What is a Dental Abscess?

When the internal areas of your mouth get injured, infections may occur due to bacterial invasion. It is common to notice painful inflammation containing pus (thick, pale yellow fluid). If the discharge remains undrained, it may cause discomfort and swelling, termed a dental abscess.

The abscess creates a shield to close the infection, which is your body’s way of limiting the spread of bacterial infection. Abscesses develop fast, but sometimes it may take a day or two after initial infection.

Types of Dental Abscesses

Tooth-related abscess (also periapical abscess) is used to describe an ulcer inside the tooth. These ulcers occur when the nerves in the tooth die or start dying. This abscess typically develops at the base of the tooth root before the surrounding bone becomes affected.

Gum abscess or periodontal abscess occurs due to an infection in the gap between the gum and the tooth. The infection is primarily caused by the accumulation of food debris between the tooth and the gum. In chronic cases, the bacteria can accumulate beneath the gum and inside the bone.

What Happens When You Have Dental Abscess?

In most cases, abscesses can cause significant discomfort and therefore requires immediate treatment. Sometimes the pain is mild or inexistent. If neglected, the infection may continue for months or even years. The condition will not heal automatically, which means you should not ignore the signs.

Failure to treat the infection may result in severe complications such as damage to the surrounding teeth and bone. Your body may attempt to develop a drainage hole called fistula or “sinus tract” in the bone and skin to remove the pus. The opening is sometimes noticeable in the mouth with a pimple-like appearance. When this happens, you may perceive an odd taste in your mouth.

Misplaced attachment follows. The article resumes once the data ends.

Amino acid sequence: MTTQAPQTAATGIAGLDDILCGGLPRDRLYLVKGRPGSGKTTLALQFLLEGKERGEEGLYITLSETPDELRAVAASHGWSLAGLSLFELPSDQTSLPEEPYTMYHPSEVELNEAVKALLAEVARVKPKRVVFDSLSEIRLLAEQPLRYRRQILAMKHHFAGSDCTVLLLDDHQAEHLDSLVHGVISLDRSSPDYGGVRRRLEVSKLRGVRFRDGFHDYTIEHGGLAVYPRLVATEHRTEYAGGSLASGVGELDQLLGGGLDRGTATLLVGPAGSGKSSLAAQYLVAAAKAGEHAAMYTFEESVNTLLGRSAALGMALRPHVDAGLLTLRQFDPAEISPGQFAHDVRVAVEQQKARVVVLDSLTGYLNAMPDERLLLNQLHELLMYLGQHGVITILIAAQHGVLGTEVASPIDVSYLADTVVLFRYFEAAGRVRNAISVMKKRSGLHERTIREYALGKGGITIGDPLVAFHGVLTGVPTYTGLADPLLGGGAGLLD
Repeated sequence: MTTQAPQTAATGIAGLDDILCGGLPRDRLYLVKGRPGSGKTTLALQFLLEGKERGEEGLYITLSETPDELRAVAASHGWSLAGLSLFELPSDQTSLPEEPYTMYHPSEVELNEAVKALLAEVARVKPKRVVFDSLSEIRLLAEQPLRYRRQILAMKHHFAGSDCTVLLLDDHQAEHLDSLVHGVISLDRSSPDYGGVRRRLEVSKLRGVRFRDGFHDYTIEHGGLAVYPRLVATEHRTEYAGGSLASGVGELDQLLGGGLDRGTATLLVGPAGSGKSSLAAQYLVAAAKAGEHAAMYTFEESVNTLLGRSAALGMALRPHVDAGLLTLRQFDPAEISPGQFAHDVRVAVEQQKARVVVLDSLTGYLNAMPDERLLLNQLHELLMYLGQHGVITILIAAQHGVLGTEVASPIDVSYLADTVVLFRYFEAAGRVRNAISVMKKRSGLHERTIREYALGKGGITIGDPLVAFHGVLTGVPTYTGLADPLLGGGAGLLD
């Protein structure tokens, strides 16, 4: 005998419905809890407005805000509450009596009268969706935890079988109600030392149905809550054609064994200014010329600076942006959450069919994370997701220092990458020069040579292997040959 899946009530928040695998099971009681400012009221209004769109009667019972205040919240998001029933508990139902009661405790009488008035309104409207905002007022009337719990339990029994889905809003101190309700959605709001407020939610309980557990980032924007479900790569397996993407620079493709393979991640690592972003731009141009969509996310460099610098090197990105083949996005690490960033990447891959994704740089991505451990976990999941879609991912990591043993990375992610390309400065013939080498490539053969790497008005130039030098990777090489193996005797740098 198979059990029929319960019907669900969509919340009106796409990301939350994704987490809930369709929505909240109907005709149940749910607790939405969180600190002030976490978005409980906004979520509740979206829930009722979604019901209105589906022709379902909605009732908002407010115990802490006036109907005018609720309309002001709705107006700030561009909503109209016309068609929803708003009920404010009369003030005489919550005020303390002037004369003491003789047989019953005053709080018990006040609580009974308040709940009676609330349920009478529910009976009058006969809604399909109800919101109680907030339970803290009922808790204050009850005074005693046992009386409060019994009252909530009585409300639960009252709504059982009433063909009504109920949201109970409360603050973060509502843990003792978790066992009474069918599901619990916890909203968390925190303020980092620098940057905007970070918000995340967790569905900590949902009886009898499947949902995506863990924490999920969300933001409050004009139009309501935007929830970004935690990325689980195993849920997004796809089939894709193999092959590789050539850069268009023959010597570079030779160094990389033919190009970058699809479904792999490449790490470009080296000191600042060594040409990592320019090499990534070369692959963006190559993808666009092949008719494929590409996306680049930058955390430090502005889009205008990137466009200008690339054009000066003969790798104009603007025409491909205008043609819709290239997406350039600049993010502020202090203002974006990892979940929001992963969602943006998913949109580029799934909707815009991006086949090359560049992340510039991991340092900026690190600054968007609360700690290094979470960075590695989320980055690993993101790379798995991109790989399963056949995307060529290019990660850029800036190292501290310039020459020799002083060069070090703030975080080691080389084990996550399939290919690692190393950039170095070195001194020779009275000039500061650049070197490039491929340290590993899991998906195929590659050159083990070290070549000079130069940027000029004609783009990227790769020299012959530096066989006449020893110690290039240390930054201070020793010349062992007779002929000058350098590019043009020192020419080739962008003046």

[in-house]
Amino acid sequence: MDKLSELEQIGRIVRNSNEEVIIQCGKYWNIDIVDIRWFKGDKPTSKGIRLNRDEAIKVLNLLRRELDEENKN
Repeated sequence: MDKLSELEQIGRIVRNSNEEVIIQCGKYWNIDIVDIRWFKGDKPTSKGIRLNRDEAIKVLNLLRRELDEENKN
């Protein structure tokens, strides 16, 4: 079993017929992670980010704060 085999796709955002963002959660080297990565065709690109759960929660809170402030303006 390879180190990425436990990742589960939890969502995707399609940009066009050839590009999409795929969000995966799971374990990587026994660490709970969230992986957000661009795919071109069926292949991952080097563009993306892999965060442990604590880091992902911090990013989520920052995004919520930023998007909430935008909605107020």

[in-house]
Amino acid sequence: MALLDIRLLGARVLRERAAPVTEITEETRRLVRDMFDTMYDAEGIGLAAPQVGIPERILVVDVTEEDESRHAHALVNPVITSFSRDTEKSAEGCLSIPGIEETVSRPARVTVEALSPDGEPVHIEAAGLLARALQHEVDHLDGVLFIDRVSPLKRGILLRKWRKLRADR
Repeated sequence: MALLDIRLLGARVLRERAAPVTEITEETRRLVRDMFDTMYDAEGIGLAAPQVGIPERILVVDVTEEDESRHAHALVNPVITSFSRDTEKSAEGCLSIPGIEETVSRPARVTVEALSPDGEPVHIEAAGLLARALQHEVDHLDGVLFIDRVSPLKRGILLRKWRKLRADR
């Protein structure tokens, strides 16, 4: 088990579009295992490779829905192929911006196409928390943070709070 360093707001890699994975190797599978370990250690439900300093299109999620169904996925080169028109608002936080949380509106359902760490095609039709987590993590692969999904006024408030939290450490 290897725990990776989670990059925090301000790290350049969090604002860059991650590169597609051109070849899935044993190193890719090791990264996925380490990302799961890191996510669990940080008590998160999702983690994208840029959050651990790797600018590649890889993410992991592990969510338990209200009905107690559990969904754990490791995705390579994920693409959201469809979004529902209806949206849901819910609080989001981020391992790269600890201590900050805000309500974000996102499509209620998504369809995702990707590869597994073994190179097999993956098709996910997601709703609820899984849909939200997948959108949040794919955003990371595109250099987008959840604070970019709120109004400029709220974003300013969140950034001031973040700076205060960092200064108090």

Pressure buildup is responsible for abscess pain. The sinus tract decreases that pressure by emptying the abscess. This may cause the pain to disappear, but the infection still needs medical attention.

In some cases, failing to treat the abscess on time can cause the formation of a cyst (fluid-filled sac) in the jawbone. If the tooth has suffered extreme damages and needed a replacement, the cyst may leave during tooth extraction. If it is possible to save the tooth, a root canal treatment may be necessary to get rid of the infected nerve.

After exhausting those options, dental surgery may be necessary to remove the cyst. In rare situations, the abscess-causing infection may develop into severe health complications.

What You Can Do

Dental Abscess is a serious condition because it can potentially lead to other health issues. If you observe any signs, you should notify your dentist immediately.

If you notice a pimple-like swelling, wash your mouth with salt-water mixture multiple times daily. Pour half teaspoonful of salt into 8 ounces of water. This may drain the pus and reduce pressure.

Even if that relieves the pain, you still need to book an appointment with a dental professional immediately.

After the treatment, the doctor may prescribe painkillers and antibiotics to help with the pain and stop infection.

For more information or to schedule an appointment with iSmile Dental Care, request an appointment in our Union dental office here: https://ismiledentalcarenj.com. Or call us at (908) 768-3057.

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